And this time when I looked back to the fireplace I realized why I had been drawn to look. For above the it, in the center of its stone perimeter was an etching—and one I knew from earlier that day. That selfsame rune had glowed on the left side of her brazier as she burned in the tent.

I stopped shaking. “Orym! Orym, can you hear me?” I withdrew my sword and started for the fireplace.

“Help!” His scream was raw and scratchy.

“I’ll take that as a yes!” I called back. I went to work. “Take the offensive. Push her toward the fire! Toward me!

There were thumps and thuds and in a moment I could see the Witch’s silhouette on the other side of the flame-wall. Then Orym’s shadow, tall and massive. She backed closer to the fire and Orym cleft through empty air. As she stumbled backward the wall of fire vanished, and she turned to find me ready. She looked to Orym, who prepared to make the killing stroke.

But the Witch fell back before Orym had the chance. She backed toward the fireplace. “You’re think you can stop me? I will take the shard of Being—and both your souls, as my reward.” She stepped into the fireplace laughing. A tendril of flame shot Orym square in the chest. He stumbled back and fell, the front of his shirt blackening and falling away.

“Orym!” I started towards him and knelt beside him.

I was distantly aware of the Witch cackling. She had started to gloat. “It’s mine! It’s mine!” But the laughter didn’t last long. To her credit, it did not take long for her to realize I had hacked apart the rune above her. The screams came shortly after.

Of all the things I had seen that day, I would not have guessed they would pale in comparison to a Witch’s death-screech.

As she burned, the fire that cut across the room dwindled down to nothing. I heard crashes and shrieks as the house rebuilt itself outside the chamber.

None of that mattered. The only thing in the world was my brother lying on the floor, his chest burnt. I looked at Orym—really looked at him—for the first time that night. I saw my brother cut and bruised. And to my relief, the burn was not mortal.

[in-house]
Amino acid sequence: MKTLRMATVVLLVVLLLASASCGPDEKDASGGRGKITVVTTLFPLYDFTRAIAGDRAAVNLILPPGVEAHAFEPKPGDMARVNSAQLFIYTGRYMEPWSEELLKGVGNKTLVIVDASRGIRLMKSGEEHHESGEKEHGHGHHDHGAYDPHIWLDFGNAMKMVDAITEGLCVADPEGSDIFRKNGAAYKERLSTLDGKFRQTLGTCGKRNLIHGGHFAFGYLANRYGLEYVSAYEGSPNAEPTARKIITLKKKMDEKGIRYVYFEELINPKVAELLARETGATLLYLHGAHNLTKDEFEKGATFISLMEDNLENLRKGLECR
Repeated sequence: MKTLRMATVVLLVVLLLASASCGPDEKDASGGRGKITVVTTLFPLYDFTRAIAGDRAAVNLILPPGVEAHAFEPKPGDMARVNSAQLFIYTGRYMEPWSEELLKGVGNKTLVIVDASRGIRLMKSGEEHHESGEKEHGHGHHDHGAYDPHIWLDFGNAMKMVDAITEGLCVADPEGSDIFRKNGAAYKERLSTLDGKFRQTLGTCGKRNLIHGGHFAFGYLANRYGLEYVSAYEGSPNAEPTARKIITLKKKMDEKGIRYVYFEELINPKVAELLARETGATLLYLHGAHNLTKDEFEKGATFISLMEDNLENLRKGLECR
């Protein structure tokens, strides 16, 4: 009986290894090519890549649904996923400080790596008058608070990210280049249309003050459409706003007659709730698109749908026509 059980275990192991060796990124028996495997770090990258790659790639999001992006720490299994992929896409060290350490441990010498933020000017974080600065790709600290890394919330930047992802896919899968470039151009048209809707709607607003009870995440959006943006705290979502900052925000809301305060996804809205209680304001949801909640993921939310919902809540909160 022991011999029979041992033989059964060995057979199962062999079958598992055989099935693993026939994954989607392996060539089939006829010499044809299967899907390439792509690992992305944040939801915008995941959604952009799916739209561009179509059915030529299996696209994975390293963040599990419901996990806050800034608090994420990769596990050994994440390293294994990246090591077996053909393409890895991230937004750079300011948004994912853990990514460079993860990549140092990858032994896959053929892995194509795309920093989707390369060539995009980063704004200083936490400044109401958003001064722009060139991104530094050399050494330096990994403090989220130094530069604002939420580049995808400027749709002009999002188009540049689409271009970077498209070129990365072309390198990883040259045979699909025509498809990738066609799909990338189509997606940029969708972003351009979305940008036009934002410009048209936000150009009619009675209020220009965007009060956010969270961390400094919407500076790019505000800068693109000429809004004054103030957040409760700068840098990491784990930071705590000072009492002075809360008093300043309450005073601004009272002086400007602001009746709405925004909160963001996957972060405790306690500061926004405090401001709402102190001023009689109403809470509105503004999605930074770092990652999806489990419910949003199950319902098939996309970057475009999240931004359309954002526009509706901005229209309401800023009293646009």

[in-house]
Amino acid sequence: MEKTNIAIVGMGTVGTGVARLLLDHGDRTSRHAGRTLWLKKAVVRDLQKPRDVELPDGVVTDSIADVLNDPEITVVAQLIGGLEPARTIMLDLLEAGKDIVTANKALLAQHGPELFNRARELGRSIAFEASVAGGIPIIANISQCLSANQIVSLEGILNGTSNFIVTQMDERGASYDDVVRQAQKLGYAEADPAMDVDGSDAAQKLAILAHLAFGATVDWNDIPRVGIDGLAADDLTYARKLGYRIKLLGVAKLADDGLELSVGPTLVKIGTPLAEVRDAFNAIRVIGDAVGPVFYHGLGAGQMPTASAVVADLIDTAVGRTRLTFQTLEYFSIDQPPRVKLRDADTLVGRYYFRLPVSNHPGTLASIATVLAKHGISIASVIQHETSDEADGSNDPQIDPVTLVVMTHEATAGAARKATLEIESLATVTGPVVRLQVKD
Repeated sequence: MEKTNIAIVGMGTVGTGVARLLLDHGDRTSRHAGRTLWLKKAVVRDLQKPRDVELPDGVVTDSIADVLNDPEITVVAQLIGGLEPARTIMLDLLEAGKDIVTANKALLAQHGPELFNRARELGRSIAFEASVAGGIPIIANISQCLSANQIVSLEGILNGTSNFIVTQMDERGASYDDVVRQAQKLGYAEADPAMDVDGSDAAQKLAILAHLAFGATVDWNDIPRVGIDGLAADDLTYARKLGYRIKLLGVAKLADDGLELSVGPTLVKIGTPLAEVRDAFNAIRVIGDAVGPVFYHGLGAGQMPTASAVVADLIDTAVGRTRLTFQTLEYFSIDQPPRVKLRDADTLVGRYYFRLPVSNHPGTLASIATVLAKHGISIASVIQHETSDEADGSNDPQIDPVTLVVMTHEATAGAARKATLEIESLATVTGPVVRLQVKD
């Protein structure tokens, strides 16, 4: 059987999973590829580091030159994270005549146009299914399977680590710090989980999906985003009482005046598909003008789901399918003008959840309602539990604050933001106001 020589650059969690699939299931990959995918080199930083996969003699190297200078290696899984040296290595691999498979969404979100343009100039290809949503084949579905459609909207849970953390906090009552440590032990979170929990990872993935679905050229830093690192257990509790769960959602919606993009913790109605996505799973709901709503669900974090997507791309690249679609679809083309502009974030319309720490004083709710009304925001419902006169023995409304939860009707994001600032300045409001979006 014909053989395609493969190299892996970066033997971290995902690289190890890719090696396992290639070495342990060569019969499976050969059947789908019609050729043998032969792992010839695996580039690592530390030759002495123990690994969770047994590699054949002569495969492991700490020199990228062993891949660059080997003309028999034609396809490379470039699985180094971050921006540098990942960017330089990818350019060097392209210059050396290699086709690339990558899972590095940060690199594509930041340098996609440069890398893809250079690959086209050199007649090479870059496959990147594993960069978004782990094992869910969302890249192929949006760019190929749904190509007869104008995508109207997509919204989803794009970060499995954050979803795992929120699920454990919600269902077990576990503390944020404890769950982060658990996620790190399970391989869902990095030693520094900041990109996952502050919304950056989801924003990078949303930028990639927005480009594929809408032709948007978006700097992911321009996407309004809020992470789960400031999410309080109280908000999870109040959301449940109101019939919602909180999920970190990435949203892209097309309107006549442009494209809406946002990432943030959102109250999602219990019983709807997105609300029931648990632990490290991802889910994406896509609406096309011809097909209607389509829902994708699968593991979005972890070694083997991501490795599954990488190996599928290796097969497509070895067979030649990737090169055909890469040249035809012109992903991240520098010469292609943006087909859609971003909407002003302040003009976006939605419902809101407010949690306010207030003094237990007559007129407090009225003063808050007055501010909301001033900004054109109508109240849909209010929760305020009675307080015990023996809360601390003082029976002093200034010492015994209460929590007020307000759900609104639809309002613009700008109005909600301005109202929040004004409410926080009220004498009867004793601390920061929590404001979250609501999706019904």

“You desecrated her rune,” he muttered

“I was left with few alternatives. You threatened to use the shard of Being. What was I to do?”

He seized me by my collar and pulled me close. “It’s gone.”


“The shard of Being. She burnt it from me before burning herself.”

“You’re kidding.”

He shoved me away. I scrambled to my feet and helped him to his. “I never kid,” he said. “It’s gone. Honestly and truly gone.” Orym winced as he sheathed his sword. The two of us stood there as we soon came to grips with the realization that our quest was over.

I cannot say how long the silence lasted. But at the last I decided to break it. I indicated to the burn on his chest. “That’s going to leave a few scars,” I said.

“Count yourself lucky I don’t give you a few to remember this occasion.”

I decided it was in my best interest not to mention the handicap his injuries would have on him during the coming months. “We were separated by fire!” I said. “What was I to do?”

Orym grinned. “Run?” He suggested.

“Oh, brother, how little you know of me.” I sat next to him. “Call me coward, call me craven, but have I not been at your side through all of this? You think I haven’t learned the price of cowardice? While I hid from the White Wizard’s slaughter, you struck him down.”

“And yet you still run if the need suits you. Why?”

“Because there are worse things than being a coward.”

“And what would those be?”

“Being brave,” I said. I glanced at the fireplace. “Being dead.” The fire cracked and spat to fill the gap in our conversation. “The shard of Being,” I said. “You didn’t—”

“I didn’t.” Orym hung his head. “But I came close. Ninth Hell, the urge was strong.”

“I’m glad you fought it,” I said, and then started out the door. Orym chased after me. “Azoc! Where are you going?”

“We should leave,” I said, “Before we discover if the Witch had anything more hidden up her sleeve in the event of her death.”

Orym followed me down each stairway. A dead cat was slumped next to a bloody, helmetless guard, and on the floor below, torches danced on either side of the wall. And instead of a window, we now faced a door.

It was only when we were back on the streets that Orym spoke again. “Where are we going?”

“Away,” I said. “Nyn is spent up, but there are other cities.” I looked to him. “Where do we go from here?”

“Well,” he said, “There are always men in need of a sellsword or two.”

We left the Witch-house behind us, but the sound of flames yet echoed in my head. Like a Witch’s cackle.


Author: Connor M. Perry

From an early age, I learned how to divide by four. See, two minutes after I was born, I discovered three other newborns hot on my heels. I was a quadruplet. And I needed to learn to how to share. Everything. At an early age, I took to writing so that I could have something unsharable. I began writing small stories online for my own enjoyment, and gradually moved to more ambitious ideas. I've been running my blog The Mythlings for two years now, publishing a new installment every Friday. I've enjoyed creating different worlds, characters and relationships in my stories. I currently live in Worcester, MA with my girlfriend, two cats, and a collection of swords.